Sources report that the responsibility of protecting citizens [translation] [“officially and legally”] (Défenseurs plus 15 May 2019)] falls to the PNH (RNDDH 17 May 2019; Défenseurs plus 15 May 2019). In his report, the UN Secretary General indicates the following: [UN English version] “The Haitian national police have been increasingly self-sufficient in providing security across the country” (UN 1 Mar. 2019, para. 18). The Associate Professor agrees with the UN with respect to the fact that [translation] “the [PNH] has strengthened considerably since the 2010 earthquake” (Associate Professor 21 May 2019). However, the RNDDH states that [translation] “the police system is overwhelmed by the insecurity” in the country (RNDDH 3 May 2019, para. 51). In the same vein, the Assistant Professor writes that the PNH “continues to struggle to protect the population from both organized and informal criminals,” and added that, since MINUSTAH’s departure, the PNH has been unable to fully assume its responsibilities (Assistant Professor 20 May 2019). According to the RNDDH, police officers themselves are targeted by criminals, noting that 15 police officers were killed between January and April 2019 (RNDDH 3 May 2019, paras. 2-4).

According to sources, the PNH has about 15,000 people on staff, meaning approximately 1.3 police officers for every 1,000 people (UN 1 Mar. 2019, para. 20; Associate Professor 21 May 2019). According to the UN report, the number of police personnel deployed to departments [outside of Port-au-Prince] constitutes 35 percent of the overall police force (UN 1 Mar. 2019, para. 20). However, according to the Défenseurs plus representative, although there has been an increase in the number of staff, it has not kept pace with demographic growth, particularly in Port-au-Prince (Défenseurs plus 15 May 2019). According to the assistant professor, the PNH “have never achieved full policing capacity since their inception [in 1995]” (assistant professor 20 May 2019).

According to the Défenseurs plus representative, the PNH has a greater presence and has been able to react effectively in certain [translation] “moments of crisis,” but is only present in “certain places” (Défenseurs plus 15 May 2019). The UN Secretary General states that the [UN English version] “positive performance” demonstrated by the PNH during protests “is an indication of the force’s increased capacity and ability to maintain order across the country” (UN 1 Mar. 2019, para. 18). Sources highlight the PNH’s lack of resources and equipment (Défenseurs plus 15 May 2019; RNDDH 17 May 2019; Assistant Professor 20 May 2019). According to the RNDDH report, [translation] “[g]ang leaders openly display their weapons and ammunition capabilities, claiming to far exceed those of the police” (RNDDH 3 May 2019, para. 4). Corroborating information could not be found among the sources consulted by the Research Directorate within the time constraints of this Response.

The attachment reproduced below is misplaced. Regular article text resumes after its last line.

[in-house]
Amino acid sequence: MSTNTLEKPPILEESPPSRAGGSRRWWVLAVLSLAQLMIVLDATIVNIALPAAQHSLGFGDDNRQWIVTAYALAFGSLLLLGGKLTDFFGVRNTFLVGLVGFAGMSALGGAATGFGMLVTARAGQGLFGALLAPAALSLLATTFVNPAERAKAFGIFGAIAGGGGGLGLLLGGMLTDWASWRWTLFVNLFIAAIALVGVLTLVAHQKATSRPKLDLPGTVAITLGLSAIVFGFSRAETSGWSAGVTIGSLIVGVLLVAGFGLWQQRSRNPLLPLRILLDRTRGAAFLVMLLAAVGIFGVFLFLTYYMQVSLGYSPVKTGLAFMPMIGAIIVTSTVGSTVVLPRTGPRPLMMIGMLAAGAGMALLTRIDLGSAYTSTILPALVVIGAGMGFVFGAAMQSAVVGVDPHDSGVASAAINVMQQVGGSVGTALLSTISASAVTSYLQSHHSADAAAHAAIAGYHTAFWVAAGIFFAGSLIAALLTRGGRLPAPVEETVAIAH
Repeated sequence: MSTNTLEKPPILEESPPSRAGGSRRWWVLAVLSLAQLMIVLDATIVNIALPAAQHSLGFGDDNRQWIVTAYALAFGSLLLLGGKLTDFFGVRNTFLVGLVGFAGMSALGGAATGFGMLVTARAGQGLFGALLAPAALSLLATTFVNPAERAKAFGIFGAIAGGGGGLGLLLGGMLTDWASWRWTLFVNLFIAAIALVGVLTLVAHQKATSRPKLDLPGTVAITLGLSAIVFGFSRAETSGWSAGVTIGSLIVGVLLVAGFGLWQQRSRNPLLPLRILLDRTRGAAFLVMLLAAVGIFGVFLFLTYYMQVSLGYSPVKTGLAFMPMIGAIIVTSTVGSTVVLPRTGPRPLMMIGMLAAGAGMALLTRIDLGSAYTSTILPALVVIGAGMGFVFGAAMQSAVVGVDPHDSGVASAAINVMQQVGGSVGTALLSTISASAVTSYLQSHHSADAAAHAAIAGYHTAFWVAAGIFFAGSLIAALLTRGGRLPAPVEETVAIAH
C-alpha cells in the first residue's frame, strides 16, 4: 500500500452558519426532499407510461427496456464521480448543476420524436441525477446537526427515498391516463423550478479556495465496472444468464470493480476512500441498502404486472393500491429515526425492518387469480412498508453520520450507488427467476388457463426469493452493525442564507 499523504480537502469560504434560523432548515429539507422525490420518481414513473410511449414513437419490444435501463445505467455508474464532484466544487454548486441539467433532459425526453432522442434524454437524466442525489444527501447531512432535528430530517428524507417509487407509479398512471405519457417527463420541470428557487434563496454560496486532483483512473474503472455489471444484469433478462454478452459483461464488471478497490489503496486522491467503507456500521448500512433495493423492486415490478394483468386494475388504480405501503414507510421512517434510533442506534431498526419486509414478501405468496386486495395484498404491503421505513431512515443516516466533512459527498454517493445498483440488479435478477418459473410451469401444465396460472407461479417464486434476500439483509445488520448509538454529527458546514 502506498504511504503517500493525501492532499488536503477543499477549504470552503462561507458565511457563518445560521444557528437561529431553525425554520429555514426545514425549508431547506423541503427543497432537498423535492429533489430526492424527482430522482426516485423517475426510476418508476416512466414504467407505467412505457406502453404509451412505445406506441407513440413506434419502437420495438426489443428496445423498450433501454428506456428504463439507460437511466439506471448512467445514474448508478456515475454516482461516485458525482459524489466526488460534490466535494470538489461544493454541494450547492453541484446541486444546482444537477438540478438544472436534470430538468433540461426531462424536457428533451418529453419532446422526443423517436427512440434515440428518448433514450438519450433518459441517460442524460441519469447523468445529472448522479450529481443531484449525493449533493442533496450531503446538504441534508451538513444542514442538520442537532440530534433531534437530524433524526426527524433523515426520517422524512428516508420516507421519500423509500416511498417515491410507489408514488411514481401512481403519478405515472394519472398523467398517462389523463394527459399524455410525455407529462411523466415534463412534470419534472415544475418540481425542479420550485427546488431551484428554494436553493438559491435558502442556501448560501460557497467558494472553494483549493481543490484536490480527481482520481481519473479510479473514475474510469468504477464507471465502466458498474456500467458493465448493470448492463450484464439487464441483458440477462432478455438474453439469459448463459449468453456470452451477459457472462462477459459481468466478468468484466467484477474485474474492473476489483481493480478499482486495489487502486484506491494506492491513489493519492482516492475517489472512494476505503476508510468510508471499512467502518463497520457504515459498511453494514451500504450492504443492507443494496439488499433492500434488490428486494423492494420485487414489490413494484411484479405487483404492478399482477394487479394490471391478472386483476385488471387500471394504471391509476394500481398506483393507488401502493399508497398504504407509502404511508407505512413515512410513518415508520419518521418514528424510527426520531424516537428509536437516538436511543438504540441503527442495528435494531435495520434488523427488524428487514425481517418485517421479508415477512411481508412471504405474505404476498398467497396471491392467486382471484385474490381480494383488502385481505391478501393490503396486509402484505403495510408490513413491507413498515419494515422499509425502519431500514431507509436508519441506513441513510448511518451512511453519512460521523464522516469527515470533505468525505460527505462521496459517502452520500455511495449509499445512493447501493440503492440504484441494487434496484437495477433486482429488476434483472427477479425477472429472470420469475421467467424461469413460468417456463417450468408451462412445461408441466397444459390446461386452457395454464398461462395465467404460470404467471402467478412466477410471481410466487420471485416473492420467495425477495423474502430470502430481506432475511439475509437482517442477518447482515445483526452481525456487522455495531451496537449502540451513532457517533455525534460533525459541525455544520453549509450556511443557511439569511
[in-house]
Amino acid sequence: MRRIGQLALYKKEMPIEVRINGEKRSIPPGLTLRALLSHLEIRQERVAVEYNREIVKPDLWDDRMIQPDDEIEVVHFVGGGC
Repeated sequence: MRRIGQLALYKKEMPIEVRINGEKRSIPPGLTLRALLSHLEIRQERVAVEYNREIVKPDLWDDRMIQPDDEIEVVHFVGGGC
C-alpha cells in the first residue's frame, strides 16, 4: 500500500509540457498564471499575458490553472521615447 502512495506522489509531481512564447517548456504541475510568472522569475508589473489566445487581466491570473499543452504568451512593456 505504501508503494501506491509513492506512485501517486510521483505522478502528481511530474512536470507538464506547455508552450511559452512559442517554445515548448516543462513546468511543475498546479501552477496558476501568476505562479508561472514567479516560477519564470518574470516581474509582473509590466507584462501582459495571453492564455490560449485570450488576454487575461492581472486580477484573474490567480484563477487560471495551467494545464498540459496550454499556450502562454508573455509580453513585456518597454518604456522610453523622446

According to the Assistant Professor, police officers do not take initiative in crime prevention and “rarely” conduct criminal investigations (Assistant Professor 20 May 2019). The same source adds that the police “do not feel they have the expertise to investigate crimes or interact with victims or criminals” (Assistant Professor 20 May 2019). In the same vein, the RNDDH representative stated that [translation] “[f]ew police operations are carried out. They are inconclusive. The individuals arrested are generally not involved in the crimes (RNDDH 17 May 2019). The RNDDH report adds that [translation] “the rare efforts [made by the PNH] to arrest armed criminals mean that, in the majority of cases, the criminals are unconcerned about the courts” (RNDDH 3 May 2019, para. 51).